Flashcards in GiM lectures 6,7,8 Deck (65):
what is cytogenetics
study of chromosomes
The autosomes are which chromosomes?
X and Y are what type of chromsomes?
What is conventional cytogenetics
metaphase chromosome analysis
- g banding
what is molecular cytogenetics
cytogenetic analysis at molecular resolution at all stages of cell cycle
- microarray CGH
- next generation sequencing
- QF - PCR
What are the phases of the cell cycle? (mitosis)
When are chromosomes most visible?
Most visible in metaphase
Phrophase - line up
metaphase - spindle
anaphase - separate
telophase - cell split starts
cytokinesis - 2 diploid cells
G Banded metaphase shows what?
What are the types of cytogenetic abnormality
How do cytogenetic abnormalities produce abnormal phentypes?
1) Dose effect (loss or gain)
2) disruption of gene
3) effect due to parental origin
4) position effect
- new chromosomal environment causes inappropiate gene function
5) unmasking recessive disorder
What are the numerical chromosome abnormalities
1) Aneuploidy - gain/loss trisomy/monosomy
2) Polyploidy - gain whole sets of chromosomes - triploidy, tetraploidy
3) mosaicism - diploidy and aneuploidy
diploidy - 2 copies of each chromosome
What causes errors at gametogenesis?
What is the result of errors in gametogenesis
increased maternal age
increased risk of aneuploidy
What are meiotic errors?
What percentage occur in meiosis 1 and meiosis 2?
Failure of chromosomes or chromatid separation
Meiosis 1 = 80-90% - chromosome non disjunction
Meiosis 2= 10-20%- chromatid non disjunction
What is the results of meiotic errors?
- Meiosis 1
- Meiosis 2
Meiosis 1 error = 2 disomic gametes, 2 nullisomic gametes
Meiosis 2 error = 1 disomic gamete, 1 nullisomic gamete, 2 normal gametes
Triosmy 21 Clinical Features?
what % are miscarried?
Head - upwards slanting eyes, small noes, low set ears, protruding tongue, flat face, brachycephalic, short neck
Learning disabilities IQ30-60
Single palmar crease, 5th finger clinodactyly, wide sandal gap
Males infertile (women fertile)
Life expectancy 55-68yo
Increased risk of leukaemia
Diabetes, hearing loss, arthritis.
% survival to 1 year?
1/6000 live births
10% survive to 1
Microcephaly, low set ears, micrognathia, cleft lip and palate, clenched hands, rocker bottom feet, low birth weight, short sternum, severe mental retardation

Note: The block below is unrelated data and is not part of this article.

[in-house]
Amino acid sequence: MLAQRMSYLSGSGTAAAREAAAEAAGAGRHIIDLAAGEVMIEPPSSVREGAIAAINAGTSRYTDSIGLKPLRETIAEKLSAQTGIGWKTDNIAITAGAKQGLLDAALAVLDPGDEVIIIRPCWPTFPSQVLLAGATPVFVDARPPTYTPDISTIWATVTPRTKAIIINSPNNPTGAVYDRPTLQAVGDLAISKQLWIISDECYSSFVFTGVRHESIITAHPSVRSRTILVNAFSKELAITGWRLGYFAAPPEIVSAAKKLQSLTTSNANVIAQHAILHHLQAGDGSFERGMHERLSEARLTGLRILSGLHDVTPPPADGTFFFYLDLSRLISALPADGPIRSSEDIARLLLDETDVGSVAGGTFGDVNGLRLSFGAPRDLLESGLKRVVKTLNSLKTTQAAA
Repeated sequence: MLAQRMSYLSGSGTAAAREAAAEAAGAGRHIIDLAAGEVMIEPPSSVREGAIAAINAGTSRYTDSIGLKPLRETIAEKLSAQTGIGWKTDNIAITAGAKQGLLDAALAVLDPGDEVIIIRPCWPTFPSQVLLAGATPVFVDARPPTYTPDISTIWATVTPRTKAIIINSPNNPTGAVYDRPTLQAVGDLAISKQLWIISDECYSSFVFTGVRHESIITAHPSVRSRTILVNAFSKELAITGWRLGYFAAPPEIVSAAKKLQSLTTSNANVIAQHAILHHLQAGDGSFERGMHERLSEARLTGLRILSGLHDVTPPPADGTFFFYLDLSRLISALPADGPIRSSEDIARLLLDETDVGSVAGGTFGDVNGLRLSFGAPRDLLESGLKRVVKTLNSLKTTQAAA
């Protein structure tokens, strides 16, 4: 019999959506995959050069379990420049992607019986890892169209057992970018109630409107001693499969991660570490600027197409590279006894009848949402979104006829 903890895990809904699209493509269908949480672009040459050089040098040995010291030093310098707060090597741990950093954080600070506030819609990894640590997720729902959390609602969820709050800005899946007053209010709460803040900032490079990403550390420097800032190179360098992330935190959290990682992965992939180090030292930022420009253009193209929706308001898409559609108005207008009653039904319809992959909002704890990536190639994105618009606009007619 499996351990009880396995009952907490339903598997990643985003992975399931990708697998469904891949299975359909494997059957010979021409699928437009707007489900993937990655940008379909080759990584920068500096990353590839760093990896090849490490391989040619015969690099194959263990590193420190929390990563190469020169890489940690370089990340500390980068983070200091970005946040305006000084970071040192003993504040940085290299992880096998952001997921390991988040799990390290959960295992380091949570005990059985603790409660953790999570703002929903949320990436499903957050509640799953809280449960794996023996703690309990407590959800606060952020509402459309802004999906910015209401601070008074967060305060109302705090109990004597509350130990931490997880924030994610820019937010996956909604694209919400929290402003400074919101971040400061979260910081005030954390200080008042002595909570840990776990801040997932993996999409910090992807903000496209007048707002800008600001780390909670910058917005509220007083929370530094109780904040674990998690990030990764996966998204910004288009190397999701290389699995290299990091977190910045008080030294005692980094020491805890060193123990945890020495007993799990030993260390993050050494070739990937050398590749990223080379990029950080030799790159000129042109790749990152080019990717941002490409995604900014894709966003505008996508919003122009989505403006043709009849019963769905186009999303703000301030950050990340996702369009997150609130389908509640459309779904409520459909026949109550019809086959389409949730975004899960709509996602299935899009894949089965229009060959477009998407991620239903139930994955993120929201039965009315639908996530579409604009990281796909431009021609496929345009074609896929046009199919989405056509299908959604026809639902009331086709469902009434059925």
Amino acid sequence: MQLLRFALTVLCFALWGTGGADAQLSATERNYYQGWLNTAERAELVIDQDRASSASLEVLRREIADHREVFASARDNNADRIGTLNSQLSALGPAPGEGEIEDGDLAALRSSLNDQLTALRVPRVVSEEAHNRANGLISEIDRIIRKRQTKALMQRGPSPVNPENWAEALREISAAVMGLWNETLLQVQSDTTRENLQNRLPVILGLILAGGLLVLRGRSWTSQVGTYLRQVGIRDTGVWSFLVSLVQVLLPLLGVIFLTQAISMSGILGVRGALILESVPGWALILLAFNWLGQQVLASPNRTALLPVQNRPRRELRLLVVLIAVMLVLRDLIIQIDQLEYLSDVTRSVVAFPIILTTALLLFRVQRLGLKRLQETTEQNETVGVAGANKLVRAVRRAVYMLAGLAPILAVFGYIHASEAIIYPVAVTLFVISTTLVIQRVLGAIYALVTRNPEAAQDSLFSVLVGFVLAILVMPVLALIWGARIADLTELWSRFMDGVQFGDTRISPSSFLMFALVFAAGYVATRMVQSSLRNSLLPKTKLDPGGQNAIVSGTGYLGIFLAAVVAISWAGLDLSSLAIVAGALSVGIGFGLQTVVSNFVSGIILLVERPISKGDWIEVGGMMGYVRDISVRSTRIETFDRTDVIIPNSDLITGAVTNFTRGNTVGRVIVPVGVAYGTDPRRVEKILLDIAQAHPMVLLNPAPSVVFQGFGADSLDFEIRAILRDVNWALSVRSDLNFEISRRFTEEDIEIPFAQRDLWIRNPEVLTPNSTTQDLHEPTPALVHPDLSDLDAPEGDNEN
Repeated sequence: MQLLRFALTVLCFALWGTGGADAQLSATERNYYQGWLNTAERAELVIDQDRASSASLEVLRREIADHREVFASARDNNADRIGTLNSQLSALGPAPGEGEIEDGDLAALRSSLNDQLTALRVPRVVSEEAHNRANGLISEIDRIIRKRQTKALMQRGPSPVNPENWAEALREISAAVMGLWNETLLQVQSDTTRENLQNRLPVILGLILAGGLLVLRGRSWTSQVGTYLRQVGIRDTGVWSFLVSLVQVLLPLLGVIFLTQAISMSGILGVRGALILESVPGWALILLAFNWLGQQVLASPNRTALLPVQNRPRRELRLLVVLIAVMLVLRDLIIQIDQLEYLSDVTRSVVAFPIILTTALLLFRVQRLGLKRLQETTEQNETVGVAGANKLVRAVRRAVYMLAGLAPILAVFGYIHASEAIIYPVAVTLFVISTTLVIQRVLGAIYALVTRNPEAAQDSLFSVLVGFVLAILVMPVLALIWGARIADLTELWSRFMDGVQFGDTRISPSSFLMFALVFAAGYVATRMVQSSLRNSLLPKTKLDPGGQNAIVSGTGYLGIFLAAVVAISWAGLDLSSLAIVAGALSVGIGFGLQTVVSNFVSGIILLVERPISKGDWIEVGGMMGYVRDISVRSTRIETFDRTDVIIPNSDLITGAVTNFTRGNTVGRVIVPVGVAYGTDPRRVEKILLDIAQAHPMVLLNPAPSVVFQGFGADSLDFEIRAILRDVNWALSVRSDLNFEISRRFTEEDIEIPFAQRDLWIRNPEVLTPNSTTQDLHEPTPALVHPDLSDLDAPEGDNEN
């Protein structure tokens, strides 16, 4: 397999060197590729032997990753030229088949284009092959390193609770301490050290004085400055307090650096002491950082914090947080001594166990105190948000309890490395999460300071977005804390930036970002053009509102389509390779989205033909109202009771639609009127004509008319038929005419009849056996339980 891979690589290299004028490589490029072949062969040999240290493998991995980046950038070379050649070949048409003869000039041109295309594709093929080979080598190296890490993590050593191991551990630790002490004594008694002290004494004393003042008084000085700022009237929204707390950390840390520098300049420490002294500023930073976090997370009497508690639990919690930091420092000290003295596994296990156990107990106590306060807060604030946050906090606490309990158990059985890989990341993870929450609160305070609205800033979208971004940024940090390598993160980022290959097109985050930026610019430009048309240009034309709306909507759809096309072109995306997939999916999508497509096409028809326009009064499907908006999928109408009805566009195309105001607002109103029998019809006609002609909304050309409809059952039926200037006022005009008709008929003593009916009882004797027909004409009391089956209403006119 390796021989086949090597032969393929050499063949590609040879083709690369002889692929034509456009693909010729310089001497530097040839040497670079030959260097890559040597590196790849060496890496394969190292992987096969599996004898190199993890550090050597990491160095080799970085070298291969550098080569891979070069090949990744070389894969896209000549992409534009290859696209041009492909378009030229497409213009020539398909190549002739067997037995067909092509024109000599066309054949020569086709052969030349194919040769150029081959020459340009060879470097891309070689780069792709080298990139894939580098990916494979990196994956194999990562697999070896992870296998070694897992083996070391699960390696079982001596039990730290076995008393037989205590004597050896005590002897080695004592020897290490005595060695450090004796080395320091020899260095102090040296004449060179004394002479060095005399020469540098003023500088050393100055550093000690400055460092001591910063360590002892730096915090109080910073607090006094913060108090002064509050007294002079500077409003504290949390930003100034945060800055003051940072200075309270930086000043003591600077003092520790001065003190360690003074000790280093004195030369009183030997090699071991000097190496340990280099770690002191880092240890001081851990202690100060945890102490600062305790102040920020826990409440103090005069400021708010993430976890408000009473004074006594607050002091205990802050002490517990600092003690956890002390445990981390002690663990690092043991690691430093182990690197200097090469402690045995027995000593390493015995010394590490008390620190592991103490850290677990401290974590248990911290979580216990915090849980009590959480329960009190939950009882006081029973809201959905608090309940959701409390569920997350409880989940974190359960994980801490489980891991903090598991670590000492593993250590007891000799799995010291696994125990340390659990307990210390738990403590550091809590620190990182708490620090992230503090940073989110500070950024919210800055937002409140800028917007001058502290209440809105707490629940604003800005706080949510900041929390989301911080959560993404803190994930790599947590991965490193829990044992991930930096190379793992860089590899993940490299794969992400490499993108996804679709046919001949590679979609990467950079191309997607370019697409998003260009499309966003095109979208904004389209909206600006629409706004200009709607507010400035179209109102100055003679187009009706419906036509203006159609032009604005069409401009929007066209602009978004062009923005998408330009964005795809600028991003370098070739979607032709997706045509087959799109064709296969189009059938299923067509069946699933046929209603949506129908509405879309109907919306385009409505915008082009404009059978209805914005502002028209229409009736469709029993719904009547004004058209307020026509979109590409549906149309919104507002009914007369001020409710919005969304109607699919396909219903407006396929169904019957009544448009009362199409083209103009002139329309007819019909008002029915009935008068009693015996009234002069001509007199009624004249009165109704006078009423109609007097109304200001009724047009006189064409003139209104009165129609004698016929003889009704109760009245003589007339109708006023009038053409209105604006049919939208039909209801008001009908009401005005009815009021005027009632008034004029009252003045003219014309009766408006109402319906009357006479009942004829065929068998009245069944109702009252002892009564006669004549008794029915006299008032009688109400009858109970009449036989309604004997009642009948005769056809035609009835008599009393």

90% congenital heart disease
congenital kidney abnormalities
eye abnormalities - cataracts
1/12,000 live births
Small at birth, severe mental retardation, microcephaly, holoprosencephaly defect of brain, palpebral figures slanted, retinal dysplasia, microphthaia, cleft lip and palate, low set abnormal ears, polydactyly, heart defect, abnormal genitals
What is Turners?
What is Klinefelters?
Give frequency for all possible karyotypes
Turners 45,X 1/2,500
47 XXX 1/1000
What are the clinical features of turners?
Reproductive = infertile
- Loss of ovarian function
- NO puberty
- Webbed neck, swollen hands/feet
short stature, coartation of aroma, IQ lower/normal
What are the clinical feature of klinefelter
- testicular dysgenesis
- very long arms and legs
IQ - normal
What errors can occur at fertilisation?
Molar pregnancy - double paternal, no maternal input
What is Triploidy?
% of pregnancies?
Frequency in live births?
Gain of whole set of chromosomes
69XXY, 69XYY, 69XXX
2% all pregnancies
1/57000 live births
What are the origins of triploidy
Dingy = 2 maternal 1 paternal
Diplospermy = 1 maternal 2 from one sperm
Dispermy = 1 maternal, 2 sperm
What is caused by double maternal chromosomes?
head saving macrocephaly
Materal genome focus on foetus
What is caused by double paternal chromosomes?
some growth delay in foetus
Paternal DNA for placenta
what is a molar pregnancy?
Haploid sperm fertilises empty egg creating HAPLOID zygote.
Haploid zygote "doubles up" to create a diploid zygote.
DOUBLE paternal genome
conception without and embryo results in MASSIVE cystic placenta
What errors occur at early cleavage?
Where can errors occur?
What are the possibly karyotypes?
Mosaicism - mitotic non-disjunction
Errors can occur in second mitotic division
Monosomy, trisomy, normal disomy
What are the consequences of mosaicism?
Variable phenotype, non identical twin, recurrence risk
What are the possible types of balanced chromosomal rearrangement?
What is reciprocal translocation
- how often does it occur
what is the phenotype risk?
2 chromosome break and exchange a section
5-10% phenotype risk
Has reproductive risk to offspring
What is a robertsonian translocation
Whole arms fusion of ACROCENTRIC chromosomes
no phenotype risk
has reproductive risk
What are inversions?
how often do they occur?
2 breaks within a chromosome then rejoin
pericentric = around centromere
paracentric = swap within same limb
What are unbalanced rearrangements?
How often do they occur?
copy number variation - gain or loss
commonest = deletions and duplication
affect several genes
What are the types of deletions?
1) Interstitial deletion - segment lost from one arm
2) Terminal deletion - end of arm lost
What are the types of duplications?
Direct - segment of chromosome copied twice
Indiverted - segment of chromosome is copied and inverted
What is caused by deletions and duplications?
abnormal phenotype due to abnormal gene dosage